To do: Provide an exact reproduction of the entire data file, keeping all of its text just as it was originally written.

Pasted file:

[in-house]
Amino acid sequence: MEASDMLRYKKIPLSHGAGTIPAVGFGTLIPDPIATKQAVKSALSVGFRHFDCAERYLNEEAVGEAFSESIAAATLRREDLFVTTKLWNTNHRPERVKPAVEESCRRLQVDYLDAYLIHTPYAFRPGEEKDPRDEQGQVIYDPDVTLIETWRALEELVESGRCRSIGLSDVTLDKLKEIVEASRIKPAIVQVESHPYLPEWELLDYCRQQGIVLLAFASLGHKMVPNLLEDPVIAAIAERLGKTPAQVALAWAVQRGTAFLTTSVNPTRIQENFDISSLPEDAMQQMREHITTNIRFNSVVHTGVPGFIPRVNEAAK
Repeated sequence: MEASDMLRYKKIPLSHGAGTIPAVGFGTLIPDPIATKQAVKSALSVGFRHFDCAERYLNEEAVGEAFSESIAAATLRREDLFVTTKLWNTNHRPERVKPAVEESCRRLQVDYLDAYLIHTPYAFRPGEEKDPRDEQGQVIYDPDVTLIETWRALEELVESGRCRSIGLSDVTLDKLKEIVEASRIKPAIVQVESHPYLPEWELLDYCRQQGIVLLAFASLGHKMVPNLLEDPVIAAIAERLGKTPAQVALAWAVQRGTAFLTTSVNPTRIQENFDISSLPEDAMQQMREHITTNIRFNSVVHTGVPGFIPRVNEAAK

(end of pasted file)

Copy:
[in-house]
Amino acid sequence: MEASDMLRYKKIPLSHGAGTIPAVGFGTLIPDPIATKQAVKSALSVGFRHFDCAERYLNEEAVGEAFSESIAAATLRREDLFVTTKLWNTNHRPERVKPAVEESCRRLQVDYLDAYLIHTPYAFRPGEEKDPRDEQGQVIYDPDVTLIETWRALEELVESGRCRSIGLSDVTLDKLKEIVEASRIKPAIVQVESHPYLPEWELLDYCRQQGIVLLAFASLGHKMVPNLLEDPVIAAIAERLGKTPAQVALAWAVQRGTAFLTTSVNPTRIQENFDISSLPEDAMQQMREHITTNIRFNSVVHTGVPGFIPRVNEAAK
Repeated sequence: MEASDMLRYKKIPLSHGAGTIPAVGFGTLIPDPIATKQAVKSALSVGFRHFDCAERYLNEEAVGEAFSESIAAATLRREDLFVTTKLWNTNHRPERVKPAVEESCRRLQVDYLDAYLIHTPYAFRPGEEKDPRDEQGQVIYDPDVTLIETWRALEELVESGRCRSIGLSDVTLDKLKEIVEASRIKPAIVQVESHPYLPEWELLDYCRQQGIVLLAFASLGHKMVPNLLEDPVIAAIAERLGKTPAQVALAWAVQRGTAFLTTSVNPTRIQENFDISSLPEDAMQQMREHITTNIRFNSVVHTGVPGFIPRVNEAAK